Ukraine: Daily Briefing
June 25, 2018, 5 PM Kyiv time
Ukrainian Armed Forces armored units training exercises.
Photo – Ukraine’s Ministry of Defense
1. Russian Invasion of Ukraine
Ukraine’s Ministry of Defense reported at 12:30 PM Kyiv time that in the last 24 hours, one Ukrainian soldier was killed and one Ukrainian soldier was wounded in action. In the last 24 hours, Russian-terrorist forces opened fire on Ukrainian positions on the Luhansk and Donetsk sectors of the front 22 times in total, including at least 10 times with heavy weapons – mortars, artillery and tanks.
2. Dangerously weak Ukrainian political prisoner Balukh steps up life-threatening hunger strike in Russian-occupied Crimea
The Kharkiv Human Rights Protection Group (KHPG) reported, “Volodymyr Balukh announced in ‘court’ on 23 June that he will now be refusing absolutely all food in protest at his ongoing persecution in Russian-occupied Crimea. 47-year-old Balukh, who is looking gaunt and frail, has long complained of chest pains and there are very serious grounds for fearing for his life
The Ukrainian political prisoner has been on hunger strike since 19 March 2018 but had since the 25th day been taking the minimum amount of food needed to prevent the occupation authorities from applying force-feeding. This symbolic amount of food was used by the Russian-controlled prison and court to ignore his physical state after 96 days of total or partial hunger strike, and to not provide the medical care he urgently requires.
Over recent weeks, he has come under even greater pressure in the SIZO [remand prison] in Simferopol with night searches, refusal to allow him visits from relatives, and transfer to a cell for 18 prisoners [which may well hold more than that number]. Lawyer Nikolai Polozov rightly stated recently that this treatment of Balukh could only be called torture. With no other means of protest available, Balukh has now said that he will be only drinking water.
Balukh’s own lawyer Olga Dinze believes that the increased pressure on Balukh may be because the defence’s application for his early release on the first politically-motivated charges is due shortly. She assumes that the occupation regime is trying to ensure that he gets a negative reference to use as an excuse to not release him.
Balukh was arrested on December 8, 2016 after an unexplained search which allegedly found 90 bullets and several TNTl explosive devices in his attic. He had no record of violence and the constant searches and harassment he had faced since Russia’s invasion of Crimea for his openly pro-Ukrainian position and the Ukrainian flag which he refused to remove from his roof made it inconceivable that he could have held anything illegal in his home. This was one of the many reasons why the Memorial Human Rights Centre almost immediately declared him a political prisoner. […]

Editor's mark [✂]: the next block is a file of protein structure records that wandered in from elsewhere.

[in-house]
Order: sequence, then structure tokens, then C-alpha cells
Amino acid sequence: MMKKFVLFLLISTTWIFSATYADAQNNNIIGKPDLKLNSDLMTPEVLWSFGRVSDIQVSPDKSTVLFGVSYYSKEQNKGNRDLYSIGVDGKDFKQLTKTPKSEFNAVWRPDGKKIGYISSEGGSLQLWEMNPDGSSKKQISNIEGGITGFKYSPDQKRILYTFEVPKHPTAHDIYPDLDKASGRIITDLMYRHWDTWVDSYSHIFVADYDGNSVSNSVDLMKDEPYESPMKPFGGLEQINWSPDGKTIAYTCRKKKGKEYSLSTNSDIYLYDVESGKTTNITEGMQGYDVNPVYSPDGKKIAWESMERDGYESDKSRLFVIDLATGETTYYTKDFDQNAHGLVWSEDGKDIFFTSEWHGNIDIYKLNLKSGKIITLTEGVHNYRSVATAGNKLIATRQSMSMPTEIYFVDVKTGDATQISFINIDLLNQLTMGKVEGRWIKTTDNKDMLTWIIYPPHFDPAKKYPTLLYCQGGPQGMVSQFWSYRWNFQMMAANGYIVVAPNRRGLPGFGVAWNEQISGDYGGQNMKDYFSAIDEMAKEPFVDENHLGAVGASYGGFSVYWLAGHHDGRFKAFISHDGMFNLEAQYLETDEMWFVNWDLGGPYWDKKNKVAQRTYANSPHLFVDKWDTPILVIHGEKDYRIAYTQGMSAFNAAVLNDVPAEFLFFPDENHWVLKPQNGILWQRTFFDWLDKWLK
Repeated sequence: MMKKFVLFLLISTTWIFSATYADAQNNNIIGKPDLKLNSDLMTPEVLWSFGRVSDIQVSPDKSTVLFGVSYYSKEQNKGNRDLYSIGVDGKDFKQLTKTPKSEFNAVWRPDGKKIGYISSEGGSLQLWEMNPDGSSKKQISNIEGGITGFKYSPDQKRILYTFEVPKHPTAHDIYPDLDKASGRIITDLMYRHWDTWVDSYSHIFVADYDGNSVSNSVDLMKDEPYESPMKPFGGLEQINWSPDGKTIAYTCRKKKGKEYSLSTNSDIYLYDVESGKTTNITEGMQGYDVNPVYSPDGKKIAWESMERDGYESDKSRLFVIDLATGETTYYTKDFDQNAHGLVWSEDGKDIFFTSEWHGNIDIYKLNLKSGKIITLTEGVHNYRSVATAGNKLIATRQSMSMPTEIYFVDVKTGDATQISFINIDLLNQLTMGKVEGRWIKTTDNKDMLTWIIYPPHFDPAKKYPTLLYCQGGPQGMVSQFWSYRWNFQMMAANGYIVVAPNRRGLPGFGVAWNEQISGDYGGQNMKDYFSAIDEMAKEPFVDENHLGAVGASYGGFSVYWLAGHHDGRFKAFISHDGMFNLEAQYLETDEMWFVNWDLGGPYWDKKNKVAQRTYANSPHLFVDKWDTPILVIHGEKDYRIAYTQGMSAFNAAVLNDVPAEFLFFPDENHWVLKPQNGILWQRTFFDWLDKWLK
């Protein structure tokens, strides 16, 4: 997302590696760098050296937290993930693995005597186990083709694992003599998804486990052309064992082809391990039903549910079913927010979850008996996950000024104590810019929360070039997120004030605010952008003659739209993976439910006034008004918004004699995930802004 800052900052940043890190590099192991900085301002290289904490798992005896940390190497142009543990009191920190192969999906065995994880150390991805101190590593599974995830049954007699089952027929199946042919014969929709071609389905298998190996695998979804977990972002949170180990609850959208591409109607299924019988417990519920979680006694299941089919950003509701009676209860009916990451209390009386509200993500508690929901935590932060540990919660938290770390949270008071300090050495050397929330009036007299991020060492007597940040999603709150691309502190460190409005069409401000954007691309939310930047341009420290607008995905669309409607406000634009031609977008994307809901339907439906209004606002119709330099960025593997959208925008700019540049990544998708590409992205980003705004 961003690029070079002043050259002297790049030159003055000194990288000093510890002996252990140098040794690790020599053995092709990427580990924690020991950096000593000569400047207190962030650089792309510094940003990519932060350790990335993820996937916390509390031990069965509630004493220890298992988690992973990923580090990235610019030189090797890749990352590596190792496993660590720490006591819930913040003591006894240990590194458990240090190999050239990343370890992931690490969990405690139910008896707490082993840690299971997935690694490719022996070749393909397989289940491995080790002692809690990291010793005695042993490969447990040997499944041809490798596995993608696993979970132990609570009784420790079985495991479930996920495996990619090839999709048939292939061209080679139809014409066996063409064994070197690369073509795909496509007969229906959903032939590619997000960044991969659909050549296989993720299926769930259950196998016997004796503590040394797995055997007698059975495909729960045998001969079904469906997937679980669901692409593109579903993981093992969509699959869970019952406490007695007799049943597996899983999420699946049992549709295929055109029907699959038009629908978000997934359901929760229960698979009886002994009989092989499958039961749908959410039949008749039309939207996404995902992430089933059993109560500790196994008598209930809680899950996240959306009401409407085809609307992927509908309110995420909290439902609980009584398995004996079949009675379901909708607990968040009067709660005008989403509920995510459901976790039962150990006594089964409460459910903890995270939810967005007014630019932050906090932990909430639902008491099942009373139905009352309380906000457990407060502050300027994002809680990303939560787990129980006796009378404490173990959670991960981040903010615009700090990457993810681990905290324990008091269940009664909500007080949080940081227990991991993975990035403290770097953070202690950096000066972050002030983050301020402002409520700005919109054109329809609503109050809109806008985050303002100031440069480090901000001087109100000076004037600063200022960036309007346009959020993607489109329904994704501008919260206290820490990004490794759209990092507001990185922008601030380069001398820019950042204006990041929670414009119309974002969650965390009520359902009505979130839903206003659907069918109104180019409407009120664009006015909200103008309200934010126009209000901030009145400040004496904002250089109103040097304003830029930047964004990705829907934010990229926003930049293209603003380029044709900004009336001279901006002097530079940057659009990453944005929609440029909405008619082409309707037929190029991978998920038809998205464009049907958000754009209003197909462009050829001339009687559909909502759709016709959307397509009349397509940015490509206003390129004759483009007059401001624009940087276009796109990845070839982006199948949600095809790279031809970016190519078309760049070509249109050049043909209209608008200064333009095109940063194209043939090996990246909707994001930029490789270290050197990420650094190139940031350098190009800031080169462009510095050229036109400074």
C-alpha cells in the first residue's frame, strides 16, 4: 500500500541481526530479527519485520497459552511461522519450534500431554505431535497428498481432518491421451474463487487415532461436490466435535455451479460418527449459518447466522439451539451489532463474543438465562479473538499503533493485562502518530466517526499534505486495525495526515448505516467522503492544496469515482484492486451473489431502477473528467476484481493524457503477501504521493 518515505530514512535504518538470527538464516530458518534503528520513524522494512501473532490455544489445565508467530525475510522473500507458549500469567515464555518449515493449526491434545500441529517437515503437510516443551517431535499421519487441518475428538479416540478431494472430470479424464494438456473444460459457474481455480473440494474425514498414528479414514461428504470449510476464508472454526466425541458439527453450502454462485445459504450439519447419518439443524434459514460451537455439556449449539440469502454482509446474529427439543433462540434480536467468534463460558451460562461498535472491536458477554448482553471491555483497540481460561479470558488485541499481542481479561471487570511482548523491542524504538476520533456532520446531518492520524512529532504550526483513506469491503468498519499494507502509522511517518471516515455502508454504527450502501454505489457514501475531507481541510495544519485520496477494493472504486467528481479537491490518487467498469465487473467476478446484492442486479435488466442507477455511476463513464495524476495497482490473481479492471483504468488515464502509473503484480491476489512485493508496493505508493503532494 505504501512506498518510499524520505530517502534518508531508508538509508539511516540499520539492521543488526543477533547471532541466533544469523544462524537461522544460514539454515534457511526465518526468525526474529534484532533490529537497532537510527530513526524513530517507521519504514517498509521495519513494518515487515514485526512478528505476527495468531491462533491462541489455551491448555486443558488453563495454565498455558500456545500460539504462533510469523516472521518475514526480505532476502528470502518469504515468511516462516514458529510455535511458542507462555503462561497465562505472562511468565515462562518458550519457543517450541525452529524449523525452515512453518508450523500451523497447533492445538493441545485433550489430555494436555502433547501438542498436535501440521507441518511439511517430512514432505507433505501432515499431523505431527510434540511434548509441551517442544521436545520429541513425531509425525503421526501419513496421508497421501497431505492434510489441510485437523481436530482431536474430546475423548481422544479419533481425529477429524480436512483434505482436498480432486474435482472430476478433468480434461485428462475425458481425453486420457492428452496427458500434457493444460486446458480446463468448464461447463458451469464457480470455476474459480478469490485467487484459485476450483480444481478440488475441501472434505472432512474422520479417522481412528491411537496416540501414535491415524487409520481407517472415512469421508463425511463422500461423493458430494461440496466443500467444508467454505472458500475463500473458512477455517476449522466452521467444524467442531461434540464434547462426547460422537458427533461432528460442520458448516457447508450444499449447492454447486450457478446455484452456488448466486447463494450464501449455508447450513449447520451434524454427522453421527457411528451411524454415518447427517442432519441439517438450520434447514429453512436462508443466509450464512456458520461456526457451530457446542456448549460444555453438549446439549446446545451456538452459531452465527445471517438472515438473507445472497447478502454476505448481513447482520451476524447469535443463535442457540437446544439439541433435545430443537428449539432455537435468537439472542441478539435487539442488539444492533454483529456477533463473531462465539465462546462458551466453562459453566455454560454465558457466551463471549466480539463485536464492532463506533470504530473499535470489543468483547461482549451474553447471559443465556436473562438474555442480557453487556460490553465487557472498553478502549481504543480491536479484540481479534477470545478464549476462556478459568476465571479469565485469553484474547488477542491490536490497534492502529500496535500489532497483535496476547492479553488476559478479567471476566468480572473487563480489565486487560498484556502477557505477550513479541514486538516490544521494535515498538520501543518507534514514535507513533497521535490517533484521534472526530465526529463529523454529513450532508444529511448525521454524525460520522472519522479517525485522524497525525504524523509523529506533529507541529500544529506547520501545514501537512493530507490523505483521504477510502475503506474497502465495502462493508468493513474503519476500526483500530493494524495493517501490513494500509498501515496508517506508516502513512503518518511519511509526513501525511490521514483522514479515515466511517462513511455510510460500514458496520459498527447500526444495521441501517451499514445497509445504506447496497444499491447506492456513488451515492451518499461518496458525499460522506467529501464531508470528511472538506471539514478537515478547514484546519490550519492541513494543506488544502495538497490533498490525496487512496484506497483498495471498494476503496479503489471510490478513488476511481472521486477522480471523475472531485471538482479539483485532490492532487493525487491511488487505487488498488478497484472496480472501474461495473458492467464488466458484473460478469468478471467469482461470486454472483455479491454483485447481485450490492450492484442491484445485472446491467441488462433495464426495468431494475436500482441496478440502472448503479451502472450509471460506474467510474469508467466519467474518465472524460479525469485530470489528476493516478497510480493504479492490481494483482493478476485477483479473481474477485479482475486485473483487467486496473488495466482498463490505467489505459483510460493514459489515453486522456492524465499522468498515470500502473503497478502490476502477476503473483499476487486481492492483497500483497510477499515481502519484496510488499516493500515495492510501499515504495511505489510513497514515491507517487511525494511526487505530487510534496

Russia is using its repressive machine against Ukrainians in Crimea who have remained true to Ukraine and make their opposition to Russian occupation clear. They have failed to break Volodymyr Balukh, but he is in grave physical danger.” The full report from KHPG is available here
3. Canada’s Minister of Foreign Affairs to attend Ukraine Reform Conference in Copenhagen
Canada’s Minister of Foreign Affairs Chrystia Freeland will participate in the Ukraine Reform Conference in Copenhagen on June 27. Canada’s Department of Global Affairs stated, “While at the Ukraine Conference in Copenhagen, the Minister will reiterate Canada’s support for the people of Ukraine, the Government of Ukraine’s robust reform agenda, and Ukraine’s territorial integrity and sovereignty.
Canada is among Ukraine’s strongest international supporters and is committed to working with the international community to defend a rules-based international order.
On the margins of the conference, the Minister will meet with Ukraine’s prime minister, Volodymyr Groysman, Denmark’s minister for foreign affairs, Anders Samuelsen, the United Kingdom’s foreign secretary, Boris Johnson, and other counterparts.”
Minister Freeland stated, “I am committed to working with our international partners, at the conference and in the months to come, to support Ukraine as it implements meaningful economic and democratic reforms in order to build a sovereign, secure and stable future. The people of Ukraine can count on Canada’s continued and unwavering friendship and support.”
4. 57 European integration laws on 2018 parliamentary agenda
Ukraine Business Journal reported, “Vice Prime Minister for European Integration Ivanna Klympush-Tsintsadze has told parliament’s Committee on Economic Policy that 57 bills connected with European integration have been included in the roadmap for the implementation of the EU-Ukraine Association Agreement, 12 of which have already been passed, 5 in the second reading, and 7 in the first.
In 2017, 23 European integration laws were adopted. ‘This year, we will focus on four key areas: Ukraine’s integration into the EU energy markets, single digital market of the EU, cooperation in the field of justice, freedom and security and interaction in the field of customs cooperation and technical regulation,’ the official said, as reported by Ukrinform.”